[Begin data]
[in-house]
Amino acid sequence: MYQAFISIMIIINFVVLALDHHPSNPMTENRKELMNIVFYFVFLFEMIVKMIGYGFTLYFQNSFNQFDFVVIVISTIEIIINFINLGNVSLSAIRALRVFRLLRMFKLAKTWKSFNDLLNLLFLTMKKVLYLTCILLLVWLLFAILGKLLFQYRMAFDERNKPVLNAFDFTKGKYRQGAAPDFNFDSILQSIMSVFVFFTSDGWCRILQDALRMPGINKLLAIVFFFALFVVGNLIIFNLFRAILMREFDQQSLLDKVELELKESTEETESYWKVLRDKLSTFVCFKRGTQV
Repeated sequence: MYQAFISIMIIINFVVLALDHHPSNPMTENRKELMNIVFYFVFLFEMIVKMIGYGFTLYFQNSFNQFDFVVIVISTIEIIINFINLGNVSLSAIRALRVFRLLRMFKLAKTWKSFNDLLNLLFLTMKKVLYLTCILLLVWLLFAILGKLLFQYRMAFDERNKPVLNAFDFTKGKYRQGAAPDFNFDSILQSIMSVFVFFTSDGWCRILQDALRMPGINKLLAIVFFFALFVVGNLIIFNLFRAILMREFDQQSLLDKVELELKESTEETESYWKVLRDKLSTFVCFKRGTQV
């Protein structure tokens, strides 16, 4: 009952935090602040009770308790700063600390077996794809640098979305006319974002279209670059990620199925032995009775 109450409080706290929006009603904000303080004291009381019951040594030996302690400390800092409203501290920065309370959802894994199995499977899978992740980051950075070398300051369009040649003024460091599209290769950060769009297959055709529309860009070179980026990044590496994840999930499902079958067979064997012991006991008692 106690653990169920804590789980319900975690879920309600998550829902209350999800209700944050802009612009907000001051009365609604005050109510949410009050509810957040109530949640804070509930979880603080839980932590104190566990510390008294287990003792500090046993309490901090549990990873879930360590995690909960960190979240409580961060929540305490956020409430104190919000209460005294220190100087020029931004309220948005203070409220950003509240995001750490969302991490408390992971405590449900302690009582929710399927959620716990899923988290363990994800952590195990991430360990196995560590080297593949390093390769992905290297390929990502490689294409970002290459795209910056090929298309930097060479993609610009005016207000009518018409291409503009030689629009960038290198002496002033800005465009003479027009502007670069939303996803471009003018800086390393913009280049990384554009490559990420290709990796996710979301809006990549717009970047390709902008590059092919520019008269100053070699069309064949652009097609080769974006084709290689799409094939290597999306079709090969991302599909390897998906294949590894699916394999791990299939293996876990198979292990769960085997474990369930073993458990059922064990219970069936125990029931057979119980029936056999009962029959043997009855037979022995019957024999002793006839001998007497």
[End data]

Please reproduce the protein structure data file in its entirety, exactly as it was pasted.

[in-house]
Amino acid sequence: MYQAFISIMIIINFVVLALDHHPSNPMTENRKELMNIVFYFVFLFEMIVKMIGYGFTLYFQNSFNQFDFVVIVISTIEIIINFINLGNVSLSAIRALRVFRLLRMFKLAKTWKSFNDLLNLLFLTMKKVLYLTCILLLVWLLFAILGKLLFQYRMAFDERNKPVLNAFDFTKGKYRQGAAPDFNFDSILQSIMSVFVFFTSDGWCRILQDALRMPGINKLLAIVFFFALFVVGNLIIFNLFRAILMREFDQQSLLDKVELELKESTEETESYWKVLRDKLSTFVCFKRGTQV
Repeated sequence: MYQAFISIMIIINFVVLALDHHPSNPMTENRKELMNIVFYFVFLFEMIVKMIGYGFTLYFQNSFNQFDFVVIVISTIEIIINFINLGNVSLSAIRALRVFRLLRMFKLAKTWKSFNDLLNLLFLTMKKVLYLTCILLLVWLLFAILGKLLFQYRMAFDERNKPVLNAFDFTKGKYRQGAAPDFNFDSILQSIMSVFVFFTSDGWCRILQDALRMPGINKLLAIVFFFALFVVGNLIIFNLFRAILMREFDQQSLLDKVELELKESTEETESYWKVLRDKLSTFVCFKRGTQV
């Protein structure tokens, strides 16, 4: 009952935090602040009770308790700063600390077996794809640098979305006319974002279209670059990620199925032995009775 109450409080706290929006009603904000303080004291009381019951040594030996302690400390800092409203501290920065309370959802894994199995499977899978992740980051950075070398300051369009040649003024460091599209290769950060769009297959055709529309860009070179980026990044590496994840999930499902079958067979064997012991006991008692 106690653990169920804590789980319900975690879920309600998550829902209350999800209700944050802009612009907000001051009365609604005050109510949410009050509810957040109530949640804070509930979880603080839980932590104190566990510390008294287990003792500090046993309490901090549990990873879930360590995690909960960190979240409580961060929540305490956020409430104190919000209460005294220190100087020029931004309220948005203070409220950003509240995001750490969302991490408390992971405590449900302690009582929710399927959620716990899923988290363990994800952590195990991430360990196995560590080297593949390093390769992905290297390929990502490689294409970002290459795209910056090929298309930097060479993609610009005016207000009518018409291409503009030689629009960038290198002496002033800005465009003479027009502007670069939303996803471009003018800086390393913009280049990384554009490559990420290709990796996710979301809006990549717009970047390709902008590059092919520019008269100053070699069309064949652009097609080769974006084709290689799409094939290597999306079709090969991302599909390897998906294949590894699916394999791990299939293996876990198979292990769960085997474990369930073993458990059922064990219970069936125990029931057979119980029936056999009962029959043997009855037979022995019957024999002793006839001998007497």